Morrow & Cárdenas (2015)[15] propose a revision of the Demospongiae higher taxa classification, essentially based on molecular data of the last ten years. Some demosponge subclasses and orders are actually polyphyletic or should be included in other orders, so that Morrow and Cárdenas (2015) officially propose to abandon certain names: these are the Ceractinomorpha, Tetractinomorpha, Halisarcida, Verticillitida, Lithistida, Halichondrida and Hadromerida. Instead, they recommend the use of three subclasses: Verongimorpha, Keratosa and Heteroscleromorpha. They retain seven (Agelasida, Chondrosiida, Dendroceratida, Dictyoceratida, Haplosclerida, Poecilosclerida, Verongiida) of the 13 orders from Systema Porifera. They recommend to resurrect or upgrade six order names (Axinellida, Merliida, Spongillida, Sphaerocladina, Suberitida, Tetractinellida). Finally, they create seven new orders (Bubarida, Desmacellida, Polymastiida, Scopalinida, Clionaida, Tethyida, Trachycladida). These added to the recently created orders (Biemnida and Chondrillida) make a total of 22 orders in the revised classification. These changes are now implemented in the World Porifera Database[16] part of the World Register of Marine Species.



Sclerosponges were first proposed as a class of sponges, Sclerospongiae, in 1970 by Hartman and Goreau.[17] However, it was later found by Vacelet that sclerosponges occur in different classes of Porifera.[18] That means that sclerosponges are not a closely related (taxonomic) group of sponges and are considered to be a polyphyletic grouping and contained within the Demospongiae. Like bats and birds that independently developed the ability to fly, different sponges developed the ability to build a calcareous skeleton independently and at different times in Earth's history. Fossil sclerosponges are already known from the Cambrian period.[19]



Chaetetids, more formally called "chaetetid hyper-calcified demosponges" (West, 2011), are common calcareous fossils composed of fused tubules. They were previously classified as extinct corals, bryozoans, algae, stromatoporoids and sclerosponges. The chaetetid skeleton has now been shown to be of polyphyletic origin and with little systematic value. Extant chaetetids are also described. This skeleton is now known from three demosponge orders (Hadromerida, Poecilosclerida, and Agelasida). Fossil chaetetid hyper-calcified demosponges can only be classified with information on their spicule forms and the original mineralogy of their skeletons (West, 2011).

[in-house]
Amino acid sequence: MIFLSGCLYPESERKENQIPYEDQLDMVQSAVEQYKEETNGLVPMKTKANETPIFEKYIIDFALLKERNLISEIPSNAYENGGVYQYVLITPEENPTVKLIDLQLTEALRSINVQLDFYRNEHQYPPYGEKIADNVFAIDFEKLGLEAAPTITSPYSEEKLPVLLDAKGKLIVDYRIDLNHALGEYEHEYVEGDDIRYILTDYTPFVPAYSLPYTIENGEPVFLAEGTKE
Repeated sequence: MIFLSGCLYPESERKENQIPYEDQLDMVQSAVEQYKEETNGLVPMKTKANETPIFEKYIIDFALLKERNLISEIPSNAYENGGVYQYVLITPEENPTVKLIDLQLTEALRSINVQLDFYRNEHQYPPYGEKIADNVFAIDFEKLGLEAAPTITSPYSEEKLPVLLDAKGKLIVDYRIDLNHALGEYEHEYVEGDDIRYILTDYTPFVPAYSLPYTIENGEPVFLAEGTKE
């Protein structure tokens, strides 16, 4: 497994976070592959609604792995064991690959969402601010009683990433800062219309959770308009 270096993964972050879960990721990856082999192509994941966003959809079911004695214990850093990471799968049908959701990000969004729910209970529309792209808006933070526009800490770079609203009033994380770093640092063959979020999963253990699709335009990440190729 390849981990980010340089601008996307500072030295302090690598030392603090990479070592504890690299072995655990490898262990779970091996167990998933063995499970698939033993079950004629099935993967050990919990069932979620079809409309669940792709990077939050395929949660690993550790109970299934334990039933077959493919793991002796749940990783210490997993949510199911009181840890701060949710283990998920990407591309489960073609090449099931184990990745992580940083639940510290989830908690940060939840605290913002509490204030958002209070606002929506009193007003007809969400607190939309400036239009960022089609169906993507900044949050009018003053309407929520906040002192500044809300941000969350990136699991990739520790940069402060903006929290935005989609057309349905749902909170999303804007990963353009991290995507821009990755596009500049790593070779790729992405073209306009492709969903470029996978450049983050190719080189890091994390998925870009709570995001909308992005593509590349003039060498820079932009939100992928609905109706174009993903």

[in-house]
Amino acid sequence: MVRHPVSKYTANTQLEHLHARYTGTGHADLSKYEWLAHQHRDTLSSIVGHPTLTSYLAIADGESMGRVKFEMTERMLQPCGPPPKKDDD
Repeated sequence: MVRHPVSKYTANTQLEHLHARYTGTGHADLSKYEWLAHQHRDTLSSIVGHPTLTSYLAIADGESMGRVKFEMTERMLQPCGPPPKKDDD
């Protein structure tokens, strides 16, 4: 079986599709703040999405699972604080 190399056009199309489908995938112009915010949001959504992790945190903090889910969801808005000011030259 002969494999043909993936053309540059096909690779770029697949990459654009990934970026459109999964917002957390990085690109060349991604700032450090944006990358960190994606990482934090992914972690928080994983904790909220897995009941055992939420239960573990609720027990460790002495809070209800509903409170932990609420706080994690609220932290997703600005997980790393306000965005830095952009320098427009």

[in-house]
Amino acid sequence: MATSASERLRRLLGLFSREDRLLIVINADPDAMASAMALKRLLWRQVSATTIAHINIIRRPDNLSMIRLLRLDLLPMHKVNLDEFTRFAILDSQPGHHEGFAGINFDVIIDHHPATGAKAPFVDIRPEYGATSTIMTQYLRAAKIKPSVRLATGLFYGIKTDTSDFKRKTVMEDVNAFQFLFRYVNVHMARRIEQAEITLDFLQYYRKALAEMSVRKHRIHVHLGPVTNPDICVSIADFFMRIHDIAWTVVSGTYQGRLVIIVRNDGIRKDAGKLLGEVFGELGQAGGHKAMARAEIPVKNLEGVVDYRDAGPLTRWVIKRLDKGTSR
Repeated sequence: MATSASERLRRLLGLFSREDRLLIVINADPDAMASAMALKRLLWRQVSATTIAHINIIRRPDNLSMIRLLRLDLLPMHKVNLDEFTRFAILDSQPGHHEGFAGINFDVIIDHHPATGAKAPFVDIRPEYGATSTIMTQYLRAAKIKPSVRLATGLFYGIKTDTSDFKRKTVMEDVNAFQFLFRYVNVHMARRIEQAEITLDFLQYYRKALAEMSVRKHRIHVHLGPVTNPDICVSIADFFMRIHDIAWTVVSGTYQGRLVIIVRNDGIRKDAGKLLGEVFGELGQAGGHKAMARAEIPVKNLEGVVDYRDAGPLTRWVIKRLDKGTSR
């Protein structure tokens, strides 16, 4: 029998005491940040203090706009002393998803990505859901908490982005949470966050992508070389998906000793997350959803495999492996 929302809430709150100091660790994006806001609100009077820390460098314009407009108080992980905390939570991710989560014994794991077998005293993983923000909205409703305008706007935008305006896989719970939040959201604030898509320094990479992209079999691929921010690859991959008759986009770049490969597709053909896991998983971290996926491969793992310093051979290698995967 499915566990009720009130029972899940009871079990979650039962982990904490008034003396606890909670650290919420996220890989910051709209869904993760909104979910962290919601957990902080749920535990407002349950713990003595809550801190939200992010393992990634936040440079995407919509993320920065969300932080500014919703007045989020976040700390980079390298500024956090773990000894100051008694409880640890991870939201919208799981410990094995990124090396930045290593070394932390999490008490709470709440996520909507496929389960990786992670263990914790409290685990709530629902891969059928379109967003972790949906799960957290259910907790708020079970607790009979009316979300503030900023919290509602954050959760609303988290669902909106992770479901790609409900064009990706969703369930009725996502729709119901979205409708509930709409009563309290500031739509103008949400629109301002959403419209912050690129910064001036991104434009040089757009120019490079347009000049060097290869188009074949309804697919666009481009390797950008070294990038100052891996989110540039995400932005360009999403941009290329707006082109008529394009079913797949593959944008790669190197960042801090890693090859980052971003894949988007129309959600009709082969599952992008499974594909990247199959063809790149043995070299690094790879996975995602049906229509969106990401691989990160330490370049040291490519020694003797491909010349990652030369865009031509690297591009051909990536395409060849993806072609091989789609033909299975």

Red volcano sponge (Acarnus erithacus, Poecilosclerida).

Spermatocytes develop from the transformation of choanocytes and oocytes arise from archeocytes. Repeated cleavage of the zygote egg takes place in the mesohyl and forms a parenchymella larva with a mass of larger internal cells surrounded by small, externally flagellated cells. The resulting swimming larva enters a canal of the central cavity and is expelled with the exhalant current.

Methods of asexual reproduction include both budding and the formation of gemmules. In budding, aggregates of cells differentiate into small sponges that are released superficially or expelled through the oscula. Gemmules are found in the freshwater family Spongillidae. They are produced in the mesohyl as clumps of archeocytes, are surrounded with a hard layer secreted by other amoebocytes. Gemmules are released when the parent body breaks down, and are capable of surviving harsh conditions. In a favorable situation, an opening called the micropyle appears and releases amoebocytes, which differentiate into cells of all the other types.

Meiosis and recombination


The cytological progression of porifera oogenesis and spermatogenesis (gametogenesis) shows great similarity to other metazoa.[20] Most of the genes from the classic set of meiotic genes conserved in eukaryotes are upregulated in the sponges Geodia hentscheli and Geodia phlegraei including genes for DNA recombination.[20] Since porifera are the earliest divergent animals, these findings indicate that the basic toolkit of meiosis and recombination were present early in eukaryote evolution.[20]

Economic importance


The most economically important group of demospongians to human are the bath sponges. These are harvested by divers and can also be grown commercially. They are bleached and marketed; the spongin gives the sponge its softness.


  1. ^ Love, Gordon; et al. (5 February 2009). "Fossil steroids record the appearance of Demospongiae during the Cryogenian period". Nature. doi:10.1038/nature07673.
  2. ^ * Vacelet, J. (2006). "New carnivorous sponges (Porifera, Poecilosclerida) collected from manned submersibles in the deep Pacific". Zoological Journal of the Linnean Society 148: 553–584. Figure 17. doi:10.1111/j.1096-3642.2006.00234.x